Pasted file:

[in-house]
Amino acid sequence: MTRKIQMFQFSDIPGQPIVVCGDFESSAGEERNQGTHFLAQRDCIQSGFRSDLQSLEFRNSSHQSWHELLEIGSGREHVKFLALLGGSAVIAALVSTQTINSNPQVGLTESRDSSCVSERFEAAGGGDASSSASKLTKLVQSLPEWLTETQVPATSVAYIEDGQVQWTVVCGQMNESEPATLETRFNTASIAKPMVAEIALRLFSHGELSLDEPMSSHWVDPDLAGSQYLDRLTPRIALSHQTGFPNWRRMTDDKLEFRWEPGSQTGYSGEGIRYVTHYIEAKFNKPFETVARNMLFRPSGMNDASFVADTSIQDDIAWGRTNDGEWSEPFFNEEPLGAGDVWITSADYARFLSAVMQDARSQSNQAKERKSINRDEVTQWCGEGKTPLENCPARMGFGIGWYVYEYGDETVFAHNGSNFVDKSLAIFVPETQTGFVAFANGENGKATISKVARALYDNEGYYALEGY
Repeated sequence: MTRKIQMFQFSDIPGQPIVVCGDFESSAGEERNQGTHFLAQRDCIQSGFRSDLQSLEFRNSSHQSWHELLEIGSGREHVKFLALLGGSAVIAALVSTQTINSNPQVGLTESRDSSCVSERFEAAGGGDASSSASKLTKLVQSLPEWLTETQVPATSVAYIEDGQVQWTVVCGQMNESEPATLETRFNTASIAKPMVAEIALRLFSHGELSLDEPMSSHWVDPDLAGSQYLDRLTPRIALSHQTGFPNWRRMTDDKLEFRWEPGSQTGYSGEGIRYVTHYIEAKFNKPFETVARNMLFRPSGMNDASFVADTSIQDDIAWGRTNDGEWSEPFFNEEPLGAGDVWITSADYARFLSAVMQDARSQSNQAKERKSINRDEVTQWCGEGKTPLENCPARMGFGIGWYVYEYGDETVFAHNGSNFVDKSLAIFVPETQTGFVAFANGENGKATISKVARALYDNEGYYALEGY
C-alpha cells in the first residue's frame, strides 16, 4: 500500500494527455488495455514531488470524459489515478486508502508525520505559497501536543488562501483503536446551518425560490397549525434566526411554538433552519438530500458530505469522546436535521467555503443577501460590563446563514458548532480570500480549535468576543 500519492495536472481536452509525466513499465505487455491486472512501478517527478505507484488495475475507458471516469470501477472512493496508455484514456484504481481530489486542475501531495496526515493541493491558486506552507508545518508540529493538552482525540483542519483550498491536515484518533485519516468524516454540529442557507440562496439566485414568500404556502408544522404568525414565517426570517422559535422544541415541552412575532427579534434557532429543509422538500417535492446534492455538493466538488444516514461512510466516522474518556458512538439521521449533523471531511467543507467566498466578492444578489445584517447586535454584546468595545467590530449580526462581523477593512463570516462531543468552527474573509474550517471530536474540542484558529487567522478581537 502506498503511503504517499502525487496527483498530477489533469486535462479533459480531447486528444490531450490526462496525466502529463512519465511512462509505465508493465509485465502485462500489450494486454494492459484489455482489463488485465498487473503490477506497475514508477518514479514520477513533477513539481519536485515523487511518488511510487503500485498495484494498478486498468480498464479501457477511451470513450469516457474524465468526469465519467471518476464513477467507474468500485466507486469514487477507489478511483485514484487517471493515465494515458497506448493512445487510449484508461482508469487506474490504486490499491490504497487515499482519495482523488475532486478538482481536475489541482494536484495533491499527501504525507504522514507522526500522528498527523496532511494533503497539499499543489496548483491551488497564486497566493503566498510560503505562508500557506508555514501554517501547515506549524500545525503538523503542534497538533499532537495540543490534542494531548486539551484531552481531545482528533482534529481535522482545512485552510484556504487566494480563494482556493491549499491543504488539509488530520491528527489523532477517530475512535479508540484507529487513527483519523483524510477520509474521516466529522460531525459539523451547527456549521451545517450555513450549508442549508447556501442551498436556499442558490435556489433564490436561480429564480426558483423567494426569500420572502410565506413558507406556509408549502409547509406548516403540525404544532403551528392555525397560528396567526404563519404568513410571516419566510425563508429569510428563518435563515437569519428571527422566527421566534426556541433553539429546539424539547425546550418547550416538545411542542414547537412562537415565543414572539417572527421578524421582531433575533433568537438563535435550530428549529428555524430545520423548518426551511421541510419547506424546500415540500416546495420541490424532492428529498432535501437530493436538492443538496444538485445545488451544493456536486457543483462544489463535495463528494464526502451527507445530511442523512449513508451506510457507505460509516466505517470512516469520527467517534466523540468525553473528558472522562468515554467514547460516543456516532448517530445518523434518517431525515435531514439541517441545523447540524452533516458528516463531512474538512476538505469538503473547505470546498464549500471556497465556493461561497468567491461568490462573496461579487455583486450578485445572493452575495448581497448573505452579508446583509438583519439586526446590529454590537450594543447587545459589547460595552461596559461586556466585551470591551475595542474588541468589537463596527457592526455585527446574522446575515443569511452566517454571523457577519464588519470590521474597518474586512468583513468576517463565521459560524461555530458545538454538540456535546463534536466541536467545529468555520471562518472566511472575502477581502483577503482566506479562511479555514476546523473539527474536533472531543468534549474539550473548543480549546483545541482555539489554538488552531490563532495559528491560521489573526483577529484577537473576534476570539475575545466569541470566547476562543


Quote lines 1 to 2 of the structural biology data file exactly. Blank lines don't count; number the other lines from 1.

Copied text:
[in-house]
Amino acid sequence: MTRKIQMFQFSDIPGQPIVVCGDFESSAGEERNQGTHFLAQRDCIQSGFRSDLQSLEFRNSSHQSWHELLEIGSGREHVKFLALLGGSAVIAALVSTQTINSNPQVGLTESRDSSCVSERFEAAGGGDASSSASKLTKLVQSLPEWLTETQVPATSVAYIEDGQVQWTVVCGQMNESEPATLETRFNTASIAKPMVAEIALRLFSHGELSLDEPMSSHWVDPDLAGSQYLDRLTPRIALSHQTGFPNWRRMTDDKLEFRWEPGSQTGYSGEGIRYVTHYIEAKFNKPFETVARNMLFRPSGMNDASFVADTSIQDDIAWGRTNDGEWSEPFFNEEPLGAGDVWITSADYARFLSAVMQDARSQSNQAKERKSINRDEVTQWCGEGKTPLENCPARMGFGIGWYVYEYGDETVFAHNGSNFVDKSLAIFVPETQTGFVAFANGENGKATISKVARALYDNEGYYALEGY